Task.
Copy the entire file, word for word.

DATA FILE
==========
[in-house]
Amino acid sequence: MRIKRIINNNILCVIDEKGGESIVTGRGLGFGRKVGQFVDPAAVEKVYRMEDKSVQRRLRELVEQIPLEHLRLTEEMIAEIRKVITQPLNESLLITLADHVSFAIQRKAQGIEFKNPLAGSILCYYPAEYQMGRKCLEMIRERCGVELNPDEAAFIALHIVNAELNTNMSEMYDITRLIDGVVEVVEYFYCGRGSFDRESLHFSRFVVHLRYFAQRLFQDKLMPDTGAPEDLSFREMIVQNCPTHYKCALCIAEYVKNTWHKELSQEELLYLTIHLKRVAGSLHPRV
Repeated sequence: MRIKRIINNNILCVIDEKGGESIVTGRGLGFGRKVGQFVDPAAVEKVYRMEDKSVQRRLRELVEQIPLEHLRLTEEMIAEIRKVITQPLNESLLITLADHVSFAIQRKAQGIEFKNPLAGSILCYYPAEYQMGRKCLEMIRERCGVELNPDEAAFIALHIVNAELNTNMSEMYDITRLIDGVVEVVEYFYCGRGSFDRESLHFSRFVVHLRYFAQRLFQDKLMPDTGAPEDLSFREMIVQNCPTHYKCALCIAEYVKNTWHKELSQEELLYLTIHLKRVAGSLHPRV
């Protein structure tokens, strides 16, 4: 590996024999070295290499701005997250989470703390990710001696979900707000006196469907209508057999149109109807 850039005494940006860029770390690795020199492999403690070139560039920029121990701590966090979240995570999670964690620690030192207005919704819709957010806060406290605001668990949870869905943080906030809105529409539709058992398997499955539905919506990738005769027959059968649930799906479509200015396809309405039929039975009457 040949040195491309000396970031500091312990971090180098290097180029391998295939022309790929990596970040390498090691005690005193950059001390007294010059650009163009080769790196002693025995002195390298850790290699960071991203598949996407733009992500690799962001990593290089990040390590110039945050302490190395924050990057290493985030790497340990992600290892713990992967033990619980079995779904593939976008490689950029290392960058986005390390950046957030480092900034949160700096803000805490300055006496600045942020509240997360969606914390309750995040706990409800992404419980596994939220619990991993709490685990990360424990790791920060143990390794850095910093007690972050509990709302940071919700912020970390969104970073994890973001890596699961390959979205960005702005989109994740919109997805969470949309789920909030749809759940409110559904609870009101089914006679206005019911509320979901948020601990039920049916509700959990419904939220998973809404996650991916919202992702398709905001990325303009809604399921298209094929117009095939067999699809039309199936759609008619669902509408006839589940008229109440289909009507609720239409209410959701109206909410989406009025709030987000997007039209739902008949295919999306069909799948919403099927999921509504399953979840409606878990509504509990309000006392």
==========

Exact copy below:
[in-house]
Amino acid sequence: MRIKRIINNNILCVIDEKGGESIVTGRGLGFGRKVGQFVDPAAVEKVYRMEDKSVQRRLRELVEQIPLEHLRLTEEMIAEIRKVITQPLNESLLITLADHVSFAIQRKAQGIEFKNPLAGSILCYYPAEYQMGRKCLEMIRERCGVELNPDEAAFIALHIVNAELNTNMSEMYDITRLIDGVVEVVEYFYCGRGSFDRESLHFSRFVVHLRYFAQRLFQDKLMPDTGAPEDLSFREMIVQNCPTHYKCALCIAEYVKNTWHKELSQEELLYLTIHLKRVAGSLHPRV
Repeated sequence: MRIKRIINNNILCVIDEKGGESIVTGRGLGFGRKVGQFVDPAAVEKVYRMEDKSVQRRLRELVEQIPLEHLRLTEEMIAEIRKVITQPLNESLLITLADHVSFAIQRKAQGIEFKNPLAGSILCYYPAEYQMGRKCLEMIRERCGVELNPDEAAFIALHIVNAELNTNMSEMYDITRLIDGVVEVVEYFYCGRGSFDRESLHFSRFVVHLRYFAQRLFQDKLMPDTGAPEDLSFREMIVQNCPTHYKCALCIAEYVKNTWHKELSQEELLYLTIHLKRVAGSLHPRV
């Protein structure tokens, strides 16, 4: 590996024999070295290499701005997250989470703390990710001696979900707000006196469907209508057999149109109807 850039005494940006860029770390690795020199492999403690070139560039920029121990701590966090979240995570999670964690620690030192207005919704819709957010806060406290605001668990949870869905943080906030809105529409539709058992398997499955539905919506990738005769027959059968649930799906479509200015396809309405039929039975009457 040949040195491309000396970031500091312990971090180098290097180029391998295939022309790929990596970040390498090691005690005193950059001390007294010059650009163009080769790196002693025995002195390298850790290699960071991203598949996407733009992500690799962001990593290089990040390590110039945050302490190395924050990057290493985030790497340990992600290892713990992967033990619980079995779904593939976008490689950029290392960058986005390390950046957030480092900034949160700096803000805490300055006496600045942020509240997360969606914390309750995040706990409800992404419980596994939220619990991993709490685990990360424990790791920060143990390794850095910093007690972050509990709302940071919700912020970390969104970073994890973001890596699961390959979205960005702005989109994740919109997805969470949309789920909030749809759940409110559904609870009101089914006679206005019911509320979901948020601990039920049916509700959990419904939220998973809404996650991916919202992702398709905001990325303009809604399921298209094929117009095939067999699809039309199936759609008619669902509408006839589940008229109440289909009507609720239409209410959701109206909410989406009025709030987000997007039209739902008949295919999306069909799948919403099927999921509504399953979840409606878990509504509990309000006392």